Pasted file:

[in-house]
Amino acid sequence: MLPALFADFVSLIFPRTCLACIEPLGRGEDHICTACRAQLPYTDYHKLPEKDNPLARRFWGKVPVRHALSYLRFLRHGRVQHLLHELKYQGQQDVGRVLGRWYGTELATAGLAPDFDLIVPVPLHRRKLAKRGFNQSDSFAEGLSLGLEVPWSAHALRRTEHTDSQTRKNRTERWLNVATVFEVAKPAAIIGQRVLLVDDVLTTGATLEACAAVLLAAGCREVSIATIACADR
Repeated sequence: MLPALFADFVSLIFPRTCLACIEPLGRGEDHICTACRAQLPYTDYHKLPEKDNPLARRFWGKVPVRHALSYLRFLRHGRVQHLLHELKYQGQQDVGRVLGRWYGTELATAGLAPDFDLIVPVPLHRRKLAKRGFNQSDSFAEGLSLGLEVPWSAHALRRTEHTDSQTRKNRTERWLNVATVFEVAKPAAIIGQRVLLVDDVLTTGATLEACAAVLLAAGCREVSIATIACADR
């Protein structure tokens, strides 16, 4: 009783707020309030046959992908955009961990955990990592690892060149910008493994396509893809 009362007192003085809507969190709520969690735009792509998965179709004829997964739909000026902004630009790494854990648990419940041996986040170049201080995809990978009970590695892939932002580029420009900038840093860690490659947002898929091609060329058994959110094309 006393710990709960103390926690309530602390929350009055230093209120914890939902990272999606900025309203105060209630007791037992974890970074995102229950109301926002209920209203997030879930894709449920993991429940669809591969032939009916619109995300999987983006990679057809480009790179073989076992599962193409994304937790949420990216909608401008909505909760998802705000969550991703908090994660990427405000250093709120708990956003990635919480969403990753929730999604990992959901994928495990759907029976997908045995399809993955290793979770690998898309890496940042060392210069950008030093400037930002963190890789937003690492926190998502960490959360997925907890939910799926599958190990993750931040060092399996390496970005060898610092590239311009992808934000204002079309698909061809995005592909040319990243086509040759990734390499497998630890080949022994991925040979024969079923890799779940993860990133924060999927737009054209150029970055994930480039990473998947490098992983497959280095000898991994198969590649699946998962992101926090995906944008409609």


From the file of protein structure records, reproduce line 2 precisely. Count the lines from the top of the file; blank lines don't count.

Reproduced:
Amino acid sequence: MLPALFADFVSLIFPRTCLACIEPLGRGEDHICTACRAQLPYTDYHKLPEKDNPLARRFWGKVPVRHALSYLRFLRHGRVQHLLHELKYQGQQDVGRVLGRWYGTELATAGLAPDFDLIVPVPLHRRKLAKRGFNQSDSFAEGLSLGLEVPWSAHALRRTEHTDSQTRKNRTERWLNVATVFEVAKPAAIIGQRVLLVDDVLTTGATLEACAAVLLAAGCREVSIATIACADR